Why Are Artists Poor? The Exceptional Economy of the Arts

By Hans Abbing | Go to book overview

Chapter10
Art Serves the Government How Symbiotic Is the Relationship between Art and the State?

How the Veiled Purchase of a Mondrian Painting became the Center of Public Debate

In 1998 the Dutch National Bank bought a Mondrian painting for 36 million
Euros and gave it to the Dutch people. Journalists found out that the pur
chase had been handled behind closed doors using intermediaries and
that a special arrangement had been used because the deal had not been
entirely legal. The `gift' from the bank to the Dutch people came from public
money; therefore, parliament should have been asked for permission to
spend this money on the purchase of the painting. The elected representa
tives of the Dutch people must be able to decide what the Dutch are going
to give themselves. The Prime Minister, who had known about the deal all
along, admitted that he thought that parliament would have never con
sented to the deal. Therefore, a `minor' disingenuous procedure and some
concealment had been required. The intention of the government and the
bank director had only been to do something `nice' for the country.

While the gift was meant to be public, the deal had to remain veiled. When it
finally became public, a row ensued and the public reacted particularly
negatively. The people were not happy with the gift because they did not
like Mondrian's painting.

Alex remembers that he and his friends had mixed feelings about the affair.
They liked the painting very much, although they thought that it had cost far
too much money. But that wasn't their main issue.

Alex's colleague Rosa had the most extreme opinion. `I like this Mondrian,
but I could never accept it as a gift. The president of the bank is a thief; he
gives away what is not his to give. He is more than just a petty criminal. This
so-called gift comes from a theft worth think of it eighty million guilders.
For that money a thousand visual artists could paint murals on public build
ings for the rest of their lives.' This is what Rosa does when she has paid
work. Then Peter asked her: “How certain are you that those murals are
what the people want?” And Rosa responded, “Of course they'd rather
spend their money on bus trips to the Costa Brava, but at least their local
board representatives like my murals.”

Peter was really disgusted by the sneaky maneuvers of this fraternity of

-232-

Notes for this page

Add a new note
If you are trying to select text to create highlights or citations, remember that you must now click or tap on the first word, and then click or tap on the last word.
One moment ...
Project items

Items saved from this book

This book has been saved
Highlights (0)
Some of your highlights are legacy items.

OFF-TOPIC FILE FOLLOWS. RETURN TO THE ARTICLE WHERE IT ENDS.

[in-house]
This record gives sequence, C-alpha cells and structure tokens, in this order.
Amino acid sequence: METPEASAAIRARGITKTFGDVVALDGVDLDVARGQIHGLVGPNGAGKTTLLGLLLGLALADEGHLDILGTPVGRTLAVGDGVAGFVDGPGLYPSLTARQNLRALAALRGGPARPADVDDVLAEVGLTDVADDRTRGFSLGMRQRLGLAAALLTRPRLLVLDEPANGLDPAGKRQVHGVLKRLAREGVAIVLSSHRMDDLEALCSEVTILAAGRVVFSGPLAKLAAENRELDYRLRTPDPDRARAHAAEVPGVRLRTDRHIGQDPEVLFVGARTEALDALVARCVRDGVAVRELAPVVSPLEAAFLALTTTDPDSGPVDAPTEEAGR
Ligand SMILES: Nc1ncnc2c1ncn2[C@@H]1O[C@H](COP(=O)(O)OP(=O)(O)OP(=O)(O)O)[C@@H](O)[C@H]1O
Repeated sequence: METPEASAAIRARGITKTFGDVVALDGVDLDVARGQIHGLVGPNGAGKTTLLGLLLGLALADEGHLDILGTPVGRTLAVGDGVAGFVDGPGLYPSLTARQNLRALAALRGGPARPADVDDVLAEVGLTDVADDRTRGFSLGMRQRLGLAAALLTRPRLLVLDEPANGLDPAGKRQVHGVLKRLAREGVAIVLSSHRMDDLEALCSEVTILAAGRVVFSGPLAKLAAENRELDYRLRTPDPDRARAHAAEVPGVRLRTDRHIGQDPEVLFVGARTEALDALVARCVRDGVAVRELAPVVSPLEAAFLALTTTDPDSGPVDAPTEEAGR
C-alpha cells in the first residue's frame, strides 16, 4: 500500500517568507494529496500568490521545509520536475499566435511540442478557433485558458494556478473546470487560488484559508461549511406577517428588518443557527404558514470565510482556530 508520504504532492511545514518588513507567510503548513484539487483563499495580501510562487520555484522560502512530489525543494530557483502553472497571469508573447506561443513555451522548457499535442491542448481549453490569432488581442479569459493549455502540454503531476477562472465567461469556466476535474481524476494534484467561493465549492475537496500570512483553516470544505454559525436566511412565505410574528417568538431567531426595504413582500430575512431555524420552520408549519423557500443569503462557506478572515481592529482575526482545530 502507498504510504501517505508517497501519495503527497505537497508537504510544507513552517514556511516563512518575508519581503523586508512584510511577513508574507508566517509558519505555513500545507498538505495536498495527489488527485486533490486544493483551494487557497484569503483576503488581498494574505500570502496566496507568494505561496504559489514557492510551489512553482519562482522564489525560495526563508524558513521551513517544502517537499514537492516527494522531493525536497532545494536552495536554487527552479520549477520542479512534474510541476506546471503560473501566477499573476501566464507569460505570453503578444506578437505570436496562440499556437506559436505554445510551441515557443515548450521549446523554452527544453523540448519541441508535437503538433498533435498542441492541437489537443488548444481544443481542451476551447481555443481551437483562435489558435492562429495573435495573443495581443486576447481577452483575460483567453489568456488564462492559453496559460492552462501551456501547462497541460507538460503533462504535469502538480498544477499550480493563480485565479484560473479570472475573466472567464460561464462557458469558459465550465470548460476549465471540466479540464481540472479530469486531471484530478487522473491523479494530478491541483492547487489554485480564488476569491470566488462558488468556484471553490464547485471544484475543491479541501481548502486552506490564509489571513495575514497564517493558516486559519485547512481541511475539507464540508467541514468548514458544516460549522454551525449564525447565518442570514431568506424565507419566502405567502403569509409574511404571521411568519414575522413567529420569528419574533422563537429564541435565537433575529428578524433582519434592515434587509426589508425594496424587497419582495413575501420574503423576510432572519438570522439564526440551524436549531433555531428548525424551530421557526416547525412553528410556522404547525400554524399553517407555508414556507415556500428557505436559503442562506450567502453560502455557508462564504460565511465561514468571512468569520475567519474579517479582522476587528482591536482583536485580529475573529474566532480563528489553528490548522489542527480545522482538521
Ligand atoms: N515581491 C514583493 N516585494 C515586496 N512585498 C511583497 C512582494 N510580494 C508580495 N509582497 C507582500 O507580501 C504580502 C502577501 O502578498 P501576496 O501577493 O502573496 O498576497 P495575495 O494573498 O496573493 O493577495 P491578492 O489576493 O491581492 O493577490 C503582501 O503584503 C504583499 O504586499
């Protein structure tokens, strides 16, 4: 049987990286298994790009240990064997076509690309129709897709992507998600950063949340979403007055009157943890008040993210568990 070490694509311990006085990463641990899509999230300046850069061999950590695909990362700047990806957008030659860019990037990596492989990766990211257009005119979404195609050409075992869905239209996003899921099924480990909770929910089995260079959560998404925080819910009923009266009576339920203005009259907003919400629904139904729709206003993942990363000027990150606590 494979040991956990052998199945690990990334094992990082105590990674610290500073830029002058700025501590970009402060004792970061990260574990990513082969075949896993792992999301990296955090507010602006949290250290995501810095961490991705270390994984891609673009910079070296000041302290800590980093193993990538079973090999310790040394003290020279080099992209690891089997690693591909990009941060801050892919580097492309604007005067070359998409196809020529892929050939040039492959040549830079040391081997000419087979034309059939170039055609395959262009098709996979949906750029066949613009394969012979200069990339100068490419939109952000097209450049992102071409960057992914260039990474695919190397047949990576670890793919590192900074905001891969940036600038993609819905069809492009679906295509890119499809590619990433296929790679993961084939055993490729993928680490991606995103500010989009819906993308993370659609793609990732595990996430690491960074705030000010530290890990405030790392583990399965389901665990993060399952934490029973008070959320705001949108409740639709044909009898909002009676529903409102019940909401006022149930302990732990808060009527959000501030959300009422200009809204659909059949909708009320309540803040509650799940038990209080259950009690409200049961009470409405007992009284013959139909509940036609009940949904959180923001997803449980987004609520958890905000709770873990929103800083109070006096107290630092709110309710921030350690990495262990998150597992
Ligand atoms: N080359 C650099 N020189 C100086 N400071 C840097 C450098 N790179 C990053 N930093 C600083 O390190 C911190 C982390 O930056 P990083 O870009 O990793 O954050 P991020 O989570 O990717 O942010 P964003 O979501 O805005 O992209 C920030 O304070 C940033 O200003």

Highlights saved before July 30, 2012 will not be displayed on their respective source pages.

You can easily re-create the highlights by opening the book page or article, selecting the text, and clicking “Highlight.”

Citations (0)
Some of your citations are legacy items.

Any citation created before July 30, 2012 will labeled as a “Cited page.” New citations will be saved as cited passages, pages or articles.

We also added the ability to view new citations from your projects or the book or article where you created them.

Notes (0)
Bookmarks (0)

You have no saved items from this book

Project items include:
  • Saved book/article
  • Highlights
  • Quotes/citations
  • Notes
  • Bookmarks
Notes
Cite this page

Cited page

Style
Citations are available only to our active members.
Sign up now to cite pages or passages in MLA, APA and Chicago citation styles.

(Einhorn, 1992, p. 25)

(Einhorn 25)

1

1. Lois J. Einhorn, Abraham Lincoln, the Orator: Penetrating the Lincoln Legend (Westport, CT: Greenwood Press, 1992), 25, http://www.questia.com/read/27419298.

Cited page

Bookmark this page
Why Are Artists Poor? The Exceptional Economy of the Arts
Settings

Settings

Typeface
Text size Smaller Larger
Search within

Search within this book

Look up

Look up a word

  • Dictionary
  • Thesaurus
Please submit a word or phrase above.
Print this page

Print this page

Why can't I print more than one page at a time?

Full screen
/ 2721

matching results for page

Cited passage

Style
Citations are available only to our active members.
Sign up now to cite pages or passages in MLA, APA and Chicago citation styles.

"Portraying himself as an honest, ordinary person helped Lincoln identify with his audiences." (Einhorn, 1992, p. 25).

"Portraying himself as an honest, ordinary person helped Lincoln identify with his audiences." (Einhorn 25)

"Portraying himself as an honest, ordinary person helped Lincoln identify with his audiences."1

1. Lois J. Einhorn, Abraham Lincoln, the Orator: Penetrating the Lincoln Legend (Westport, CT: Greenwood Press, 1992), 25, http://www.questia.com/read/27419298.

Cited passage

Welcome to the new Questia Reader

The Questia Reader has been updated to provide you with an even better online reading experience.  It is now 100% Responsive, which means you can read our books and articles on any sized device you wish.  All of your favorite tools like notes, highlights, and citations are still here, but the way you select text has been updated to be easier to use, especially on touchscreen devices.  Here's how:

1. Click or tap the first word you want to select.
2. Click or tap the last word you want to select.

OK, got it!

Thanks for trying Questia!

Please continue trying out our research tools, but please note, full functionality is available only to our active members.

Your work will be lost once you leave this Web page.

For full access in an ad-free environment, sign up now for a FREE, 1-day trial.

Already a member? Log in now.